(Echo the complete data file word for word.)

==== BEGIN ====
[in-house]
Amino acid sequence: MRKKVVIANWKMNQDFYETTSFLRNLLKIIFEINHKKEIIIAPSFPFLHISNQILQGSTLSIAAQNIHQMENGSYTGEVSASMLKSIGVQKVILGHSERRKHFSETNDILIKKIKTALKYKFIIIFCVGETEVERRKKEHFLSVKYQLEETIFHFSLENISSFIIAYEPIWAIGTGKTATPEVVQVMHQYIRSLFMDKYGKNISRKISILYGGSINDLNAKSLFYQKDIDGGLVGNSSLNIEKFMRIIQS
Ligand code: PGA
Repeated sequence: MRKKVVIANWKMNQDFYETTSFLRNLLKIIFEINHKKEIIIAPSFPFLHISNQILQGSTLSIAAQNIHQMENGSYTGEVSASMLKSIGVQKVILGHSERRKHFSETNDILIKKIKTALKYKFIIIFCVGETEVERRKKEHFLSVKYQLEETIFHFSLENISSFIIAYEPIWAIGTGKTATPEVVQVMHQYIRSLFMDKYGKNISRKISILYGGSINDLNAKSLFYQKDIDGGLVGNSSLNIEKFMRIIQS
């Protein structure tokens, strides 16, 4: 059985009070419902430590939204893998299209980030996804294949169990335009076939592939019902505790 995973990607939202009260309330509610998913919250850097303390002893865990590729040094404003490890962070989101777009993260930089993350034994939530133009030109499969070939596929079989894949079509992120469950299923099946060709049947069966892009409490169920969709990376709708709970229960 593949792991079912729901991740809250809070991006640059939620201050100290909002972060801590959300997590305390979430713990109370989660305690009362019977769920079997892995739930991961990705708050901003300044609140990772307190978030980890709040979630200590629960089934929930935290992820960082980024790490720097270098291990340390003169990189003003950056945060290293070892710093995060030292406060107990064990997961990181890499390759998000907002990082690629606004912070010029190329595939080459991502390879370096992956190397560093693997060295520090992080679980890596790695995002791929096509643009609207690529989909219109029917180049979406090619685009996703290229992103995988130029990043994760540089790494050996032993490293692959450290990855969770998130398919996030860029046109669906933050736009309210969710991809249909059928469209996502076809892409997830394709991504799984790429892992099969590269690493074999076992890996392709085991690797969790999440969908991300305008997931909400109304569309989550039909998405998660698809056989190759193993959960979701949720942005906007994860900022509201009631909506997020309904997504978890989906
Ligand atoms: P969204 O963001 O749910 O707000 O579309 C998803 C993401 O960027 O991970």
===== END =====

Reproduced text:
[in-house]
Amino acid sequence: MRKKVVIANWKMNQDFYETTSFLRNLLKIIFEINHKKEIIIAPSFPFLHISNQILQGSTLSIAAQNIHQMENGSYTGEVSASMLKSIGVQKVILGHSERRKHFSETNDILIKKIKTALKYKFIIIFCVGETEVERRKKEHFLSVKYQLEETIFHFSLENISSFIIAYEPIWAIGTGKTATPEVVQVMHQYIRSLFMDKYGKNISRKISILYGGSINDLNAKSLFYQKDIDGGLVGNSSLNIEKFMRIIQS
Ligand code: PGA
Repeated sequence: MRKKVVIANWKMNQDFYETTSFLRNLLKIIFEINHKKEIIIAPSFPFLHISNQILQGSTLSIAAQNIHQMENGSYTGEVSASMLKSIGVQKVILGHSERRKHFSETNDILIKKIKTALKYKFIIIFCVGETEVERRKKEHFLSVKYQLEETIFHFSLENISSFIIAYEPIWAIGTGKTATPEVVQVMHQYIRSLFMDKYGKNISRKISILYGGSINDLNAKSLFYQKDIDGGLVGNSSLNIEKFMRIIQS
């Protein structure tokens, strides 16, 4: 059985009070419902430590939204893998299209980030996804294949169990335009076939592939019902505790 995973990607939202009260309330509610998913919250850097303390002893865990590729040094404003490890962070989101777009993260930089993350034994939530133009030109499969070939596929079989894949079509992120469950299923099946060709049947069966892009409490169920969709990376709708709970229960 593949792991079912729901991740809250809070991006640059939620201050100290909002972060801590959300997590305390979430713990109370989660305690009362019977769920079997892995739930991961990705708050901003300044609140990772307190978030980890709040979630200590629960089934929930935290992820960082980024790490720097270098291990340390003169990189003003950056945060290293070892710093995060030292406060107990064990997961990181890499390759998000907002990082690629606004912070010029190329595939080459991502390879370096992956190397560093693997060295520090992080679980890596790695995002791929096509643009609207690529989909219109029917180049979406090619685009996703290229992103995988130029990043994760540089790494050996032993490293692959450290990855969770998130398919996030860029046109669906933050736009309210969710991809249909059928469209996502076809892409997830394709991504799984790429892992099969590269690493074999076992890996392709085991690797969790999440969908991300305008997931909400109304569309989550039909998405998660698809056989190759193993959960979701949720942005906007994860900022509201009631909506997020309904997504978890989906
Ligand atoms: P969204 O963001 O749910 O707000 O579309 C998803 C993401 O960027 O991970």